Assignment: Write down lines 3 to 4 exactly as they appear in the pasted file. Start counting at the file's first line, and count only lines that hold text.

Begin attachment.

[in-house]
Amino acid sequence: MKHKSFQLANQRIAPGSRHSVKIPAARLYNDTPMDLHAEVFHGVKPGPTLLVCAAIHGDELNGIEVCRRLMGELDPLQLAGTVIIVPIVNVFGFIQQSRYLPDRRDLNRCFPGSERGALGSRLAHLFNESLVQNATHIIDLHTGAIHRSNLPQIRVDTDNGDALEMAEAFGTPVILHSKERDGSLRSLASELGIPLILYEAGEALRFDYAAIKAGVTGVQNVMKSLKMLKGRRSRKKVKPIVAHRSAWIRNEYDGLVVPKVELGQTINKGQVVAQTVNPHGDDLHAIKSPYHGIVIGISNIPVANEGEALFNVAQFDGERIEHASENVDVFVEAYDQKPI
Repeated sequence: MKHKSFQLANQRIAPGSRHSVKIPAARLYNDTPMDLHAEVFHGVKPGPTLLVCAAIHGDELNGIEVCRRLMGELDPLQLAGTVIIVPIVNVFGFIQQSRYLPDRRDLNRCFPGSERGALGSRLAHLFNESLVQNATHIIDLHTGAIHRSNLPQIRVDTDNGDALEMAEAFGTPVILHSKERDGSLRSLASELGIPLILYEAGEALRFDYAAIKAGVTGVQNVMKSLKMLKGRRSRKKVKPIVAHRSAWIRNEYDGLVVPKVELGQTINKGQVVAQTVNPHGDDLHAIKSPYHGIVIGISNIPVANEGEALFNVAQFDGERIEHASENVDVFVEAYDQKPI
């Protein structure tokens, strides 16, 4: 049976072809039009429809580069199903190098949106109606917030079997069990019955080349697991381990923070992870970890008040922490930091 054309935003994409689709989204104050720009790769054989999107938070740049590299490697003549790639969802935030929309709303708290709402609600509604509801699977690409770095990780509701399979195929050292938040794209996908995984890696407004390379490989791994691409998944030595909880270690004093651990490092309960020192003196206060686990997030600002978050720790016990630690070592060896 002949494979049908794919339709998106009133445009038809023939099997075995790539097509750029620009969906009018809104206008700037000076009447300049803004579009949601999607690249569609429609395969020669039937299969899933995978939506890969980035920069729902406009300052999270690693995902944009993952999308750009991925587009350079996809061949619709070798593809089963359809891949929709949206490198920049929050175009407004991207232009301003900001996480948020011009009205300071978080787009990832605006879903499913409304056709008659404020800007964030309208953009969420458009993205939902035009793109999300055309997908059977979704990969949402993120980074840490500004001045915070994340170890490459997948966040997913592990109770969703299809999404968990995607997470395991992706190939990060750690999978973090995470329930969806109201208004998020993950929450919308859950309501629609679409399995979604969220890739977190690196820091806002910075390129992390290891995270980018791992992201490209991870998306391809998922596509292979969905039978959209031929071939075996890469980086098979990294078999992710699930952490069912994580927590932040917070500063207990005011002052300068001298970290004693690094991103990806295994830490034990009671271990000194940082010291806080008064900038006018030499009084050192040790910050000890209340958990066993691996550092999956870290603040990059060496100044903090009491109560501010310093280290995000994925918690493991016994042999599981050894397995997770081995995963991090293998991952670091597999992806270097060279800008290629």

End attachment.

Repeated sequence: MKHKSFQLANQRIAPGSRHSVKIPAARLYNDTPMDLHAEVFHGVKPGPTLLVCAAIHGDELNGIEVCRRLMGELDPLQLAGTVIIVPIVNVFGFIQQSRYLPDRRDLNRCFPGSERGALGSRLAHLFNESLVQNATHIIDLHTGAIHRSNLPQIRVDTDNGDALEMAEAFGTPVILHSKERDGSLRSLASELGIPLILYEAGEALRFDYAAIKAGVTGVQNVMKSLKMLKGRRSRKKVKPIVAHRSAWIRNEYDGLVVPKVELGQTINKGQVVAQTVNPHGDDLHAIKSPYHGIVIGISNIPVANEGEALFNVAQFDGERIEHASENVDVFVEAYDQKPI
């Protein structure tokens, strides 16, 4: 049976072809039009429809580069199903190098949106109606917030079997069990019955080349697991381990923070992870970890008040922490930091 054309935003994409689709989204104050720009790769054989999107938070740049590299490697003549790639969802935030929309709303708290709402609600509604509801699977690409770095990780509701399979195929050292938040794209996908995984890696407004390379490989791994691409998944030595909880270690004093651990490092309960020192003196206060686990997030600002978050720790016990630690070592060896 002949494979049908794919339709998106009133445009038809023939099997075995790539097509750029620009969906009018809104206008700037000076009447300049803004579009949601999607690249569609429609395969020669039937299969899933995978939506890969980035920069729902406009300052999270690693995902944009993952999308750009991925587009350079996809061949619709070798593809089963359809891949929709949206490198920049929050175009407004991207232009301003900001996480948020011009009205300071978080787009990832605006879903499913409304056709008659404020800007964030309208953009969420458009993205939902035009793109999300055309997908059977979704990969949402993120980074840490500004001045915070994340170890490459997948966040997913592990109770969703299809999404968990995607997470395991992706190939990060750690999978973090995470329930969806109201208004998020993950929450919308859950309501629609679409399995979604969220890739977190690196820091806002910075390129992390290891995270980018791992992201490209991870998306391809998922596509292979969905039978959209031929071939075996890469980086098979990294078999992710699930952490069912994580927590932040917070500063207990005011002052300068001298970290004693690094991103990806295994830490034990009671271990000194940082010291806080008064900038006018030499009084050192040790910050000890209340958990066993691996550092999956870290603040990059060496100044903090009491109560501010310093280290995000994925918690493991016994042999599981050894397995997770081995995963991090293998991952670091597999992806270097060279800008290629």